“Healthcare professionals caring for aging adults need to understand age-related physiological changes, body system changes and changes that occur with cognition,” said Amy Cotton, MSN, GNP-BC, FNGNA, president of the National Gerontological Nursing Association (NGNA) in Lexington, Ky.

Oftentimes, older patients do not experience the typical signs and symptoms. For example, an older patient with hypoglycemia might just appear more confused rather than present with classic symptoms.

“It’s being able to see subtle differences,” Cotton said. “Geriatric assessment is important for health professionals.”

Nurses must remain attuned to changes that may occur and what they might represent, Blais added.

Yet, there are not a lot of nurses going into geriatrics, DiMaria-Ghalili said. Drexel and Florida International include a course in older adult care as part of their undergraduate programs, both at the end of their studies.

“We put it at the end from the perspective that older adults have complex, multiple-system health problems,” Blais said.

Drexel received the American Academy of Nursing’s (AAN’s) Geriatric Nursing Collaborative’s 2011 award, recognizing the college’s leadership in preparing the next generation of nurses in addressing older adults’ mental health needs. The American Association of Colleges of Nursing (AACN) and the Geriatric Institute of Nursing at NYU have outlined 19 geriatric baccalaureate competencies for nurses, DiMaria-Ghalili said.

Preparing more clinicians

Recognizing the need to prepare more people to care for older adults, the Health Resources and Services Administration (HRSA) provides some funding for Geriatric Education Centers, which provide education about care for the older adult to at least four disciplines including medicine. Intraprofessional programs provide 40 hours to 160 hours of continuing education. Each of the 45 recipients receive between $200,000 to $400,000. The centers also work with high school students to increase their interest in geriatric healthcare careers and educate policymakers about the need for more geriatric practitioners.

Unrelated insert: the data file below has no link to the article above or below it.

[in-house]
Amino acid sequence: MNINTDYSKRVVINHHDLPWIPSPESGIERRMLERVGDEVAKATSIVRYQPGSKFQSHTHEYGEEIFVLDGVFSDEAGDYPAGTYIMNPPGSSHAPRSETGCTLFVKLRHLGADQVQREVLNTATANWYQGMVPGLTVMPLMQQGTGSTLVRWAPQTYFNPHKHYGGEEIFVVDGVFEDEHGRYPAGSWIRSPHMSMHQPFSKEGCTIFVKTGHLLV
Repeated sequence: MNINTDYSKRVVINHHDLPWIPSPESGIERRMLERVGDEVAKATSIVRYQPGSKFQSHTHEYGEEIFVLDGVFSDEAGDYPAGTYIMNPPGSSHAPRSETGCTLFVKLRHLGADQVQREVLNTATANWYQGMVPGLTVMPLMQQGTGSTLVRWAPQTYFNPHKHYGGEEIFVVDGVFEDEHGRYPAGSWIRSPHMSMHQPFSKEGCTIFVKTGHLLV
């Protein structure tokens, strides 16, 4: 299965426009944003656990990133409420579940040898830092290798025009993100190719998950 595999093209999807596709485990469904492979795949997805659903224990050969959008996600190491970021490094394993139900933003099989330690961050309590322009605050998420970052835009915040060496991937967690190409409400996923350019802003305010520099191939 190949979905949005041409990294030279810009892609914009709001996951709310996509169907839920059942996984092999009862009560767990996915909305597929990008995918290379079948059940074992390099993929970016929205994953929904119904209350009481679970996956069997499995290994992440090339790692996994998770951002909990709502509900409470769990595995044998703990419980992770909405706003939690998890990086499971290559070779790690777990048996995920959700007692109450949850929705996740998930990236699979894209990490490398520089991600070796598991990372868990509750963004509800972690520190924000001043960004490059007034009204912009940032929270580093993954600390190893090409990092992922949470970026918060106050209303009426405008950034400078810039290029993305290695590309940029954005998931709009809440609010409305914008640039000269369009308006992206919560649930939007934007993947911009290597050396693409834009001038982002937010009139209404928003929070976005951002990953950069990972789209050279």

UCLA School of Nursing received a HRSA grant to introduce the “Caring for Older Adults Young Scholars” program to get students interested in caring for older adults and to pursue a doctoral degree. Students attend a gerontology-nurse interest group and view aging-related films at an assisted living facility and discuss the movies with residents. Eleven students in the school’s BSN and master’s entry program have completed the mentorship honors program and four recently entered it.

Cotton said NGNA’s members are committed to improving the quality of older persons’ healthcare in the settings where they work, which includes acute and long-term care, home care and clinics. Before NGNA’s annual conference, it offers educational programs, open to nonmembers, to learn about best practices regarding medications, assessments and interventions.

Nurses Improving Care for Healthsystem Elders (NICHE), a membership program of the Hartford Institute at the NYU College of Nursing, provides educational programs for nurses and other disciplines, including protocols and project management tools related to steering a geriatric program in a hospital. The more than 350 participating hospitals network and clinicians learn from each other. NICHE promotes the use of Acute Care for Elders (ACE) units and geriatric resource nurses.

The American Academy of Nursing’s two-year Building Academic Geriatric Nursing Capacity (BAGNC) Predoctoral Scholarship Program supports full-time doctoral education for nurses committed to careers in academic geriatric nursing.

“The goal of the program is to train the next generation of leaders in geriatric care,” said DiMaria-Ghalili. “With the changing demographics in the United States, all nurses need to be prepared to care for older adults.”